In a 2021 article for Strong Towns, writer Daniel Herriges noted that "surprisingly little of the existing parking supply is reserved for people with disabilities," pointing out that the parking standards outlined in Americans With Disability Act amount to just "2 to 4 percent of spaces which must be accessible" on privately built lots, with a thin patchwork of state and local laws providing a minuscule supply of accessible spaces on the street.
Meanwhile, even that tiny handful of spaces are surrounded by oceans of asphalt dominated by able-bodied drivers — and not just asphalt poured for parking facilities, but also an endless supply of ever-wider and ever-faster roads that make getting anywhere outside a parking spot perilous. A 2015 study found that wheelchair users were 36 percent more likely to die while traveling outside of an automobile, and people with other disabilities face heightened risks, too — and that's to say nothing of the deadly consequences that climate change are already have on people with mobility challenges.
Parking and roads, of course, are almost universally free to use or severely underpriced to the driver, regardless of their disability status — and when it comes to parking, that means the true costs of lots are typically absorbed by the rents on adjacent buildings whether or not residents actually use them. The Parking Reform network estimates that "conventional parking minimums can increase the rent or mortgage required for an apartment or house by $200 to $500 per month" — a particularly steep premium for households that already struggle to find accessible housing options they can afford. The poverty rate for U.S. adults with disabilities is more than twice the rate for adults without them.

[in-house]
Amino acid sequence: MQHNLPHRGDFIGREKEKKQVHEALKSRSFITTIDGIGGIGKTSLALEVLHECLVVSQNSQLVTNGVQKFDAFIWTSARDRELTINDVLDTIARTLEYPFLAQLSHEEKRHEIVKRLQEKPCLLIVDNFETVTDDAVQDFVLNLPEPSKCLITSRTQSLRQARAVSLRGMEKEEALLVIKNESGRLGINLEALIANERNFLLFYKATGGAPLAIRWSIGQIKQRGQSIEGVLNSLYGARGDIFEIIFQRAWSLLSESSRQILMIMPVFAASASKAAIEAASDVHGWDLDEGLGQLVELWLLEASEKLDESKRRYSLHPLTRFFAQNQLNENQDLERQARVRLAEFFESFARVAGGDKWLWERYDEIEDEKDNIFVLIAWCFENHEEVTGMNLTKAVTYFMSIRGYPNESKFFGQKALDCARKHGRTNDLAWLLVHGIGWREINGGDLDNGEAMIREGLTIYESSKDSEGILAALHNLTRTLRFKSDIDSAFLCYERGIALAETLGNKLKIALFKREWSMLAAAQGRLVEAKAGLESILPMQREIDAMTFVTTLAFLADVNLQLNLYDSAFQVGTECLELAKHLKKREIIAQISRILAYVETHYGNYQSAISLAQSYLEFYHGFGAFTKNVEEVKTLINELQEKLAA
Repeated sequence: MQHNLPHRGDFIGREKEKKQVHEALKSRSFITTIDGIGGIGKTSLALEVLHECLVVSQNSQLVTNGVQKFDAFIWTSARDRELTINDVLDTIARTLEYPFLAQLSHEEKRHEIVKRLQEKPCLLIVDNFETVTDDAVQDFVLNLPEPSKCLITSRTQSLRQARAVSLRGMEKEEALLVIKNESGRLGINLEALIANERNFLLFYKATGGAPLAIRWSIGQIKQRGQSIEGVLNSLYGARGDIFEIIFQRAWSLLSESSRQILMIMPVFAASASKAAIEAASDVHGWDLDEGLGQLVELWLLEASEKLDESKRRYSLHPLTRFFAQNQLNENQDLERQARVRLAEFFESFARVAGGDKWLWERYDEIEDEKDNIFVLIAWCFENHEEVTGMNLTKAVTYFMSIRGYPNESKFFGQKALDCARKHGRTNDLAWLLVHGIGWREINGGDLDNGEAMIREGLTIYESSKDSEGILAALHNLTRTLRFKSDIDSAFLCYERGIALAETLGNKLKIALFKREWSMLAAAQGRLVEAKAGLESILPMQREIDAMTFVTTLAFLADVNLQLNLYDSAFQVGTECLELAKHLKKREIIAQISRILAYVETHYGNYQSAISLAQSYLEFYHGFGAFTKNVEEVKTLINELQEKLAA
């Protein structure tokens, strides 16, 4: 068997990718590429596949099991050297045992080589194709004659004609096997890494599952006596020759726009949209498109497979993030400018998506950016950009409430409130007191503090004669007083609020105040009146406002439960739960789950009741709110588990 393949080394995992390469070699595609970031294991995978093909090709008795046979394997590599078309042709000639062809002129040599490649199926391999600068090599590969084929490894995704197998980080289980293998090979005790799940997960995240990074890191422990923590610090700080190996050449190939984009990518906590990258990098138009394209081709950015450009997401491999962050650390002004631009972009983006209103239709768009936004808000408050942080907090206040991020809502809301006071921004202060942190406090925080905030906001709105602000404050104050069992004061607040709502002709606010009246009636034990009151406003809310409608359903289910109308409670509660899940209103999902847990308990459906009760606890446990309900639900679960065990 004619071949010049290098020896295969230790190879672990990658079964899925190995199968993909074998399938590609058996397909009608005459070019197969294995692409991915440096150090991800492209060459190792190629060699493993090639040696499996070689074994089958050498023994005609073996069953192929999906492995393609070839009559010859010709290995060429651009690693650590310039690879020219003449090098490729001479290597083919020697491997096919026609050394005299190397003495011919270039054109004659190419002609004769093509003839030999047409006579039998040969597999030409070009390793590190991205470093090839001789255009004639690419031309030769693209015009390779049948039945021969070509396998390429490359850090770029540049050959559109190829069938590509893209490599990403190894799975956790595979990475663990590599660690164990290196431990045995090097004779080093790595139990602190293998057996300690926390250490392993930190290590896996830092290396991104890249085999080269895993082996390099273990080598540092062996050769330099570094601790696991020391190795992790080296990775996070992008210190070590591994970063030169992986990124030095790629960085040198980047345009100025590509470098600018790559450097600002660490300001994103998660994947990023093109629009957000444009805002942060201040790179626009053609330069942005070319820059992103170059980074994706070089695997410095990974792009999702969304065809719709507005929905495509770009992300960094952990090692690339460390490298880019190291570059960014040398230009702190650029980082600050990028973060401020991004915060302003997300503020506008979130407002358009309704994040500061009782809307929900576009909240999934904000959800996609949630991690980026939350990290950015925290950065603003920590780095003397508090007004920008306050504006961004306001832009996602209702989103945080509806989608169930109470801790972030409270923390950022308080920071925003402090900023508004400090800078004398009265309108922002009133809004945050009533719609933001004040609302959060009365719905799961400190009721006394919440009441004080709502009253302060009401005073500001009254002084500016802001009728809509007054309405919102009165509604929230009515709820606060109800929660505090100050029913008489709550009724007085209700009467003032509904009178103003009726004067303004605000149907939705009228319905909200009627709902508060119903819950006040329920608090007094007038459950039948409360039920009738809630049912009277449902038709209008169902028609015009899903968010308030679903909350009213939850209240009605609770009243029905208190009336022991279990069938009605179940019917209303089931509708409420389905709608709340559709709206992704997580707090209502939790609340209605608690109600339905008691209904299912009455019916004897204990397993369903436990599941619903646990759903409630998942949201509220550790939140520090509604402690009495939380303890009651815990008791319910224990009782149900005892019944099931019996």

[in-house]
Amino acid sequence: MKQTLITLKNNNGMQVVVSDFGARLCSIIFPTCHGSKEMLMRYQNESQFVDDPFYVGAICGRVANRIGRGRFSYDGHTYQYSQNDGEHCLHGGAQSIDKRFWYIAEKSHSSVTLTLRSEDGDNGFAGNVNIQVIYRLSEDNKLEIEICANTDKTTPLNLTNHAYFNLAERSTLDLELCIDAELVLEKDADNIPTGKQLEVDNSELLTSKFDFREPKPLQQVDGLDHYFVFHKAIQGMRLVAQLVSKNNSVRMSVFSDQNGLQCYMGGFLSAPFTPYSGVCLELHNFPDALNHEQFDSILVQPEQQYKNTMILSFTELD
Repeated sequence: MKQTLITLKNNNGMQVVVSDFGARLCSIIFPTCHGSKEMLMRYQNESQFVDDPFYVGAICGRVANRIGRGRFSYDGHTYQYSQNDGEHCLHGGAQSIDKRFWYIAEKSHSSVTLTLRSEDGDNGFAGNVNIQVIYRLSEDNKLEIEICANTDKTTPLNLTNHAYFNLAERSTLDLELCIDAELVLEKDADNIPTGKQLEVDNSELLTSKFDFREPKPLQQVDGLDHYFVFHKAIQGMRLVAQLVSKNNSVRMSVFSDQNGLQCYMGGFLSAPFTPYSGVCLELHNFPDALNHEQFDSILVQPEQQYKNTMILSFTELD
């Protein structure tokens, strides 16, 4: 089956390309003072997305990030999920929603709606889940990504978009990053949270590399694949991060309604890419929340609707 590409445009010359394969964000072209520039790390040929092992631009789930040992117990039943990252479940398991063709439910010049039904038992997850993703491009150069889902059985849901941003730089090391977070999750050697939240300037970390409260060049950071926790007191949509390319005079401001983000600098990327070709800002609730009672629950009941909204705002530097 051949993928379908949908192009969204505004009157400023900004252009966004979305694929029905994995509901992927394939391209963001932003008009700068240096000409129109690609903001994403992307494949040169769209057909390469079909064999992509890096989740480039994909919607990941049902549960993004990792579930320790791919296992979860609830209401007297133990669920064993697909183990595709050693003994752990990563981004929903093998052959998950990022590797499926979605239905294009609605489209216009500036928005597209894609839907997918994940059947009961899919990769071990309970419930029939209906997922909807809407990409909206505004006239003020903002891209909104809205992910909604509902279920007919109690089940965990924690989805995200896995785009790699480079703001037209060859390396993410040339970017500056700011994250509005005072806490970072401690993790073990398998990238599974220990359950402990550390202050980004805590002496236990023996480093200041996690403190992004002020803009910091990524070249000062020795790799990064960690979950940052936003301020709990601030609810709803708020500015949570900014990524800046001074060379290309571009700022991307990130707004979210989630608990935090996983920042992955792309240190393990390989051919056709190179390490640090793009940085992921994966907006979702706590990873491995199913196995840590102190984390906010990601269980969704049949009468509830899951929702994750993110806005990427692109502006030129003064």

"We're talking about a population that, on average, has less housing supply that they can comfortableylive in, and lower incomes as a whole," added Jordan. "When parking is required, we build less housing because of the space and the cost that it takes up, and the impacts of that are mostly going to be felt in places that would otherwise be accessible 15-minute cities."
Jordan stresses that until we shift the auto-centric status quo, it will be challenging to provide Americans with a variety of accessible mobility options that make it possible to negotiate conflicts over competing access needs. And doing that starts with centering the disability community itself.
"The main thing we need to do is to find and talk to people across the entire spectrum of people with disabilities," Jordan adds. "They have existing needs and future dreams and problems [we can solve]. And I believe we can without adding a bunch of unnecessary parking. We just have to want to."